Log Analysis

  • Abelardo Pardo & Kathryn Bartimote-Aufflick (University of Sydney)

The activities in the workshop are oriented to expose you to the typical data processing steps required to go from server logs to data suitable to be manipulated and used for analysis tasks. The objective is to establish a connection between the clickstream and actionable items derived from the data. The target audience are students and instructors that are curious to work with server logs and similar data sources that need processing, cleaning, uploading in a data manipulation platform, and then translated into basic actionable items. We will explore basic cases of visualization and detecting relationships among variables provided by these logs. We will follow a collective intelligence approach in which you get to choose which aspects you want to explore in more depth and then share your insight with the rest of the group.


Pathways/ Temporal analysis

  • Britte Cheng (SRI) & Leah MacFadyen (University of British Columbia)

Interest in temporal analytics - analytics that probe temporal aspects of learning so as to gain insights into the processes through which learning occurs - continues to grow. The study of different temporal patterns (e.g., changes in how students access web resources over time, interact with peers) and their relationship to learning outcomes is a central area of interest. This workshop will present a set of approaches and tools to conduct temporal analytics, including hands-on sessions to apply those approaches with a common data set. Using multiple lenses to analyze a common data set will ground workshop discussions of theoretical and practical issues of various temporal approaches, constructs and patterns that are visible via these approaches, and issues of interpretation and visualization of results that are critical all learning analytics but are particularly challenging for temporal analytics due to their complex and dynamic character.


Social network analysis

  • Sean Goggins (University of Missouri)

Technology mediated learning environments make records of each interaction between students. Course management systems, games for learning, synchronous collaboration systems and other technologies each have different electronic trace data technical characteristics. Understanding how these electronic traces reflect student relationships is more complex than loading them into a social network analysis tool. This workshop will emphasize researcher decision making for using electronic trace data to characterize social structure in technology mediated learning environments; relating that social structure to characteristics of performance; and developing systems that make online social structure visible to students and teachers in useful ways. The SNA approach to electronic trace data will focus on the Group Informatics Model and its related, two-phase methodological approach in detail. Phase one of the methodological approach centers on a set of guiding research questions aimed at directing the application of Group Informatics to new corpora of integrated electronic trace data and qualitative research data. Phase two of the methodological approach is a systematic set of steps for transforming electronic trace data into weighted social networks. We show that the Group Informatics methodological approach is the starting point for important discussions aimed at advancing empirically and theoretically informed analysis of electronic trace data focused on small groups. Group Informatics can also be used as a foundation for pursuing research questions in a range of technology mediated environments where formal and informal learning take place. Participants will learn how to perform SNA technologically; but the frame of that technology use for research is much broader.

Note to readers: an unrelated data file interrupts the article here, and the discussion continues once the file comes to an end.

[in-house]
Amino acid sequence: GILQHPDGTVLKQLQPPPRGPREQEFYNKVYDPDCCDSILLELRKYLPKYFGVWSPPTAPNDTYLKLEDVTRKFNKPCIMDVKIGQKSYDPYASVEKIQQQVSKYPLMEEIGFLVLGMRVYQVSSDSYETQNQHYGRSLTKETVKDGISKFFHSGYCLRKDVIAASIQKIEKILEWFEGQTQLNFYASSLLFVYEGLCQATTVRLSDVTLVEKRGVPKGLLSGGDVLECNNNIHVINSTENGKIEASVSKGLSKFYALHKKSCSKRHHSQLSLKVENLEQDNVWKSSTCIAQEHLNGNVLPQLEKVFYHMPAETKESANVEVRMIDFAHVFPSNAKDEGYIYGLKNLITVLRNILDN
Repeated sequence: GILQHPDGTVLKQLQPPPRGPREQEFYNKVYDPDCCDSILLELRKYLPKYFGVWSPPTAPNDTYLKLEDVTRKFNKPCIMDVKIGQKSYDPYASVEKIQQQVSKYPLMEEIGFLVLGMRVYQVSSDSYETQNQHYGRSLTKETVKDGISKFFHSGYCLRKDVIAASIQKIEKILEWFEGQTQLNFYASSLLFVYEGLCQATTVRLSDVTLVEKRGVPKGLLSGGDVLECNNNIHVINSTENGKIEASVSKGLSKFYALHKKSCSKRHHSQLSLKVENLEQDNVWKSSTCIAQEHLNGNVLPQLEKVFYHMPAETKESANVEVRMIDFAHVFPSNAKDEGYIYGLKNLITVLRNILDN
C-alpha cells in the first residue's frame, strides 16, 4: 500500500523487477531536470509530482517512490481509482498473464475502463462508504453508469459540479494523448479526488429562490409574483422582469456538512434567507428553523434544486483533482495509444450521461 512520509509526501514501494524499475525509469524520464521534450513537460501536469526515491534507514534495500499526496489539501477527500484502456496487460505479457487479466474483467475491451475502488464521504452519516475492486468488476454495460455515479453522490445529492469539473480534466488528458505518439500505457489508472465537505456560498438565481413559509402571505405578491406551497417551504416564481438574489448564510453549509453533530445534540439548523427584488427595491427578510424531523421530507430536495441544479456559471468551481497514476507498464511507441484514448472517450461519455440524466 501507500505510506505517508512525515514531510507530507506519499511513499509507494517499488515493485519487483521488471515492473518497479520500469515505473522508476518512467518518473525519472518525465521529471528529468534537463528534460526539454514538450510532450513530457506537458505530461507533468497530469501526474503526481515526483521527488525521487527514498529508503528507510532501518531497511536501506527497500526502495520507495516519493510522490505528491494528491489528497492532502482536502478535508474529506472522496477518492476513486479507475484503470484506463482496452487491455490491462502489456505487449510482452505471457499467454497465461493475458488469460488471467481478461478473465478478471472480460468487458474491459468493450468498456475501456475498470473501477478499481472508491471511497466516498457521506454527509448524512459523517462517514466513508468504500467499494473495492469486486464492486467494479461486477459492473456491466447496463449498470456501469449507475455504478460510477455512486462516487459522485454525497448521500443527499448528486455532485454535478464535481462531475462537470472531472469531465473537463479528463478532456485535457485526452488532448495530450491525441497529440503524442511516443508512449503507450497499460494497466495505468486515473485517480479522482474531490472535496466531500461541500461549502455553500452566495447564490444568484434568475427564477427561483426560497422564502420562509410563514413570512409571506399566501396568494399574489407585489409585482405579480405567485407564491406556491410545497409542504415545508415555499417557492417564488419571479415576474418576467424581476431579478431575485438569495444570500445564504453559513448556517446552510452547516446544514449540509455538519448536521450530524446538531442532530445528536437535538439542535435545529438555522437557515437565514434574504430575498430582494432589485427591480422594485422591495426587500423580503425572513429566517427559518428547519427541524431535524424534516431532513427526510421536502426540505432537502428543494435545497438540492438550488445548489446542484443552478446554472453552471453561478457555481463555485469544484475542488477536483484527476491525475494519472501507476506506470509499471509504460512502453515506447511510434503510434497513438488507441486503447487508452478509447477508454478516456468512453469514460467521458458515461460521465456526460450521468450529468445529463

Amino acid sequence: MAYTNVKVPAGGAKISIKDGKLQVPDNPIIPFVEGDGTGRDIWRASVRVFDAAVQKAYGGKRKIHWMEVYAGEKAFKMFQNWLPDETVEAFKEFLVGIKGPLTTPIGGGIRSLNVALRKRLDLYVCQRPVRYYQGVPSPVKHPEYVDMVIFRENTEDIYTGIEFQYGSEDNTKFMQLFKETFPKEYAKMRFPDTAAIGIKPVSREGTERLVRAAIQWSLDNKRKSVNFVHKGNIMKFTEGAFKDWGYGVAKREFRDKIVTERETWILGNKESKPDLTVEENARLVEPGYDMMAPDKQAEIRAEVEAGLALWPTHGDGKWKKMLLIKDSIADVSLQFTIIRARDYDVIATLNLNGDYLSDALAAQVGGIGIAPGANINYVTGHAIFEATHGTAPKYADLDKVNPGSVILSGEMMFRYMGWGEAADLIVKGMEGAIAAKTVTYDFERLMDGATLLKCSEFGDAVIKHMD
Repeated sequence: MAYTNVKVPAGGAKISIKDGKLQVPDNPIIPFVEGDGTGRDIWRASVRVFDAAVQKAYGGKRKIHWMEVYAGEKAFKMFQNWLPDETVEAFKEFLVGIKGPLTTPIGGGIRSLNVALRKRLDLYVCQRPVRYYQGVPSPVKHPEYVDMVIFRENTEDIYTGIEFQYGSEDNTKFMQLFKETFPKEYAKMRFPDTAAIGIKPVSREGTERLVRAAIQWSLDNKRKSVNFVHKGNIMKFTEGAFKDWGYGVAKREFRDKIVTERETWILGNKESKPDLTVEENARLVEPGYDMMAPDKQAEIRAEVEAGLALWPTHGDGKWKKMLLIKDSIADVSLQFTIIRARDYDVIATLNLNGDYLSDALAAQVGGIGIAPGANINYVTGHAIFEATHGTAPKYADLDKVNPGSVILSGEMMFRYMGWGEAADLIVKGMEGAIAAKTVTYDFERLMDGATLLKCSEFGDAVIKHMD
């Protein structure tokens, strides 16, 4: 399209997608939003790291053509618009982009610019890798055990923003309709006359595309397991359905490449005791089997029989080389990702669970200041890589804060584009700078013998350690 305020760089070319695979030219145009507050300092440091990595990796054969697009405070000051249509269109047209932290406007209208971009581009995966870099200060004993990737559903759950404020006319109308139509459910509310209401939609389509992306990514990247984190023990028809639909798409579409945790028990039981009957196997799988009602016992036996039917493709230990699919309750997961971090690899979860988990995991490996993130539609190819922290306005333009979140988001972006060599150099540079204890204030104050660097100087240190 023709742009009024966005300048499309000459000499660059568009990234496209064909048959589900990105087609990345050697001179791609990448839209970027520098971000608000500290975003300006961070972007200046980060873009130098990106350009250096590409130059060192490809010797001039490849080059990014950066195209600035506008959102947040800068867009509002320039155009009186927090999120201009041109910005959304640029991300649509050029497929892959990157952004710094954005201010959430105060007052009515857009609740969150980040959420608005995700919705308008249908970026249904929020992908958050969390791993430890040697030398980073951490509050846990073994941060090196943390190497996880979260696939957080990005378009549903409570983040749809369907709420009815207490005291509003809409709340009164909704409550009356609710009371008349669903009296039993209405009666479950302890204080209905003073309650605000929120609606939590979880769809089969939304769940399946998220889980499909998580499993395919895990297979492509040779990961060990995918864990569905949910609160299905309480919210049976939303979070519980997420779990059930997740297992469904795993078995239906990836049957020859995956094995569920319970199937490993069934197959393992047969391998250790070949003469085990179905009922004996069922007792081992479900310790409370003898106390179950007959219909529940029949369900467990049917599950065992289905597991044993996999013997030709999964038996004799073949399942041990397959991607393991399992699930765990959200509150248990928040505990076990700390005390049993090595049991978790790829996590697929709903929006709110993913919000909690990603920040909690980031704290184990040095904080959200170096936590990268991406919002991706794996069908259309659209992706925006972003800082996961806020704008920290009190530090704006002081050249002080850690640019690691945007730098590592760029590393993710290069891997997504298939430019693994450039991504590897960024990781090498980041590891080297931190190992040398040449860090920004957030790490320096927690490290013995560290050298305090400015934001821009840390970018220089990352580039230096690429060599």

Wearable & Affective Computing

  • George Siemens & Catherine Spann (University of Texas - Arlington)

The goal of this workshop is to move data collection activities in learning analytics to broader and more sophisticated approaches. Whereas much of the early LA research used log and clickstream data, wearable technologies such as FitBits, E4s, Apple Watches, and Spires, enable greatly expanded data collection. Heart rate, skin temperature, GSR, movement, heart rate variability, EEG and other approaches offer the creation of new analytics models based on physiological attributes of learners. When combined with discourse, SNA, and other LA techniques, greatly expanded insight into learner affect may be attained. This workshop will provide hands on exploration of wearable technologies as well as review the process of setting up a wearable study, collected and extracting data, and performing analysis on those data.